By Mike Stiles on Jun 20, 2014
There was a time not long ago when a lot of thought leadership articles talked about the need for the cooperation and integration amongst departments in the enterprise (not happening at breakneck speed by the way). Now, apparently a call is also needed for paid marketing efforts, including paid social marketing, to also not be walled off from each other.
I suppose wherever there are limited dollars and multiple paid options, there will be little tugs-of-war to see where the money lands. But just as CMO’s and CIO’s have benefits to reap from working in tandem, so too do paid ad options.
Here at Oracle Social, we have several inaugural paid social platforms integrated into the Oracle SRM, one of them being Kenshoo. They wondered how adding Facebook ads to paid search campaigns would affect performance and cost. So they ran a campaign with Experian to foster online applications for their credit reports.
After a couple of weeks of exposing different US audiences to different Facebook ads spending totals, they saw a 19% average jump in total conversions for those that saw the Facebook ads vs. those that only saw the paid search ads. For those who did see Facebook ads, average cost-per-acquisition was down 10%. Why? Our friend conversions!
In fact, conversions kept going up as Facebook ad spend went up. Naturally, they eventually found a “sweet spot” at which the most benefit was being harvested for the least expense. But the point is that any belief one paid marketing tactic has no affect on the others, that multiple types can’t leverage each other toward the same goal, is wrong.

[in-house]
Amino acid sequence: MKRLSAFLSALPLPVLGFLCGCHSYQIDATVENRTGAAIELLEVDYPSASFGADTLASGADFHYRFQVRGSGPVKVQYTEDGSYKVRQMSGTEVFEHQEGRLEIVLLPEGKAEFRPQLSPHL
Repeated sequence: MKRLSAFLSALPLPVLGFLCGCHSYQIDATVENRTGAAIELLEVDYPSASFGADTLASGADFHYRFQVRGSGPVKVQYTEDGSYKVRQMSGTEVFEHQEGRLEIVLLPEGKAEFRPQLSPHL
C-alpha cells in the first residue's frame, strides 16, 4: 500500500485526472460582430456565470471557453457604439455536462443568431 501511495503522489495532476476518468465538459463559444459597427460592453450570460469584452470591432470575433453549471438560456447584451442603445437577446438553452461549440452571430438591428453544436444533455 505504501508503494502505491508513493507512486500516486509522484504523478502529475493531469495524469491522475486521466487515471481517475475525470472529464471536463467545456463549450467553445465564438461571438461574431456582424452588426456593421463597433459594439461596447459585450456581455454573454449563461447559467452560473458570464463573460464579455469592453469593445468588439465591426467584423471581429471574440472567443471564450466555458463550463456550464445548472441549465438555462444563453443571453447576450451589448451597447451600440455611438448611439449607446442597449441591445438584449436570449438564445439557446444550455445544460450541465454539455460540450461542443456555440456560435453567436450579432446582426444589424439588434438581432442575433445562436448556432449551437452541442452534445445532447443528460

Adweek has commented that we are in the "paid" chapter of social’s evolution. All that means is the social networks need revenue, so paying-to-play to the audiences we brands spent years and dollars amassing is the order of the day. The good news is, it works.
Social brings reach, targeting, retargeting, user sharing, social big data, location…all kinds of things that drive critical relevancy to ad messaging. These abilities in social ad products will only continue to grow. Using paid social to give your content a fighting chance to win organic validation and thus, benefit search results, is becoming standard practice. Such worthy content is even being called “the new SEO.”
So if that’s the case, Kenshoo’s findings shouldn’t startle us very much. Kenshoo’s Chris Costello points out, “There are only so many people searching for things. Running Facebook ads can not only get more people to search, but they can make the search ads work better by instilling brand preference in searchers and driving them to convert at higher rates.”
A Visu survey shows marketers are increasingly “getting it,” orchestrating paid social with not just search, but with their entire menu of digital and traditional media choices. Putting paid social marketing in its own box presupposes customers are only exposed to one paid media choice during a purchasing journey. Kenshoo’s Aaron Goldman says nope, they don’t distinguish between channels, and this study proves brands that think like customers and don’t force paid social to go it alone will see cross-channel rewards.